Are you concerned with getting those last few tomatoes prior to your last frost or overall output?
If what your asking is how do I get those final green tomatoes to start ripening prior to frost then I say try them both. Your goal is to send the plant a clear signal "you're dieing take care of your babies". So all its efforts turn towards getting that next generation ready because I'm not going to make it. So in addition to removing growing tips, and limiting the number of fruits so more effort goes to a limited set of fruit I have heard of "tugging".
You grab the plant and give a strong pull upwards damaging and breaking some of its roots this sends a pretty clear hey you're dieing message. Now I don't know how strong you are but I did pull some 5 foot tall tomato plants clear out of the ground not the desired approach. but just piled the plants on the porch came back 2-3 days later gave them shake and sorted out my ripe ones and then made green tomato relish with the rest.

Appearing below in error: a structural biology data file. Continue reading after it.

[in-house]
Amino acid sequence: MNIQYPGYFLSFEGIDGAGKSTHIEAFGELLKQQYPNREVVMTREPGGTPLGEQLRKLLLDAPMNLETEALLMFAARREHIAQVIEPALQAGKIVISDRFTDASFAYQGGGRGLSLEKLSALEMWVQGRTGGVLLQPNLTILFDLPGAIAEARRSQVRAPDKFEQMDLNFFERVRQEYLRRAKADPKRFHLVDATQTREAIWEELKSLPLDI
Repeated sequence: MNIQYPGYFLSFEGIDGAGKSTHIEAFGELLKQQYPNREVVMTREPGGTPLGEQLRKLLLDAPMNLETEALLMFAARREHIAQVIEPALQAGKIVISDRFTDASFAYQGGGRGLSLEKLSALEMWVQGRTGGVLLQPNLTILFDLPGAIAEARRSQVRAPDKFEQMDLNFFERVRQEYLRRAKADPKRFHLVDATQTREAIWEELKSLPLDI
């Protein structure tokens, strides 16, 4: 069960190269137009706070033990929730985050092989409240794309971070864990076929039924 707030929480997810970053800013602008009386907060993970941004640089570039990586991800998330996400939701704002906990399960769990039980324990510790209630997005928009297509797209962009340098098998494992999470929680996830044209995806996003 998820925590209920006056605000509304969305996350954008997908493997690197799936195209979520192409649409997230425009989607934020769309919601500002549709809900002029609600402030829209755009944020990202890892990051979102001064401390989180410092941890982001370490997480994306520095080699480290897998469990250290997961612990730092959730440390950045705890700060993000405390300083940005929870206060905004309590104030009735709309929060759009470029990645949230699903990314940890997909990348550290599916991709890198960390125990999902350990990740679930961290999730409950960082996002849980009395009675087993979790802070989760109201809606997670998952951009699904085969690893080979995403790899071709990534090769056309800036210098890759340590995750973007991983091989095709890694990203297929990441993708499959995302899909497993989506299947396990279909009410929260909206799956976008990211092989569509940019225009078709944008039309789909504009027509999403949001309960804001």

Pruning the roots by pulling on the plants and thus breaking the root system to a considerable extent stimulates early ripening of the fruit. Of course such treatment early in the season is harmful. In North Dakota two varieties of tomatoes thus pruned early (July 23 and Aug. 17) produced a smaller total crop than those unpruned. Late pruning (Sept. 1), however, resulted in a decided increase in total yield. Plants thus stimulated practically ripened all of their fruits before the end of the season. 17
information taken from http://www.soilandhealth.org/01aglibr...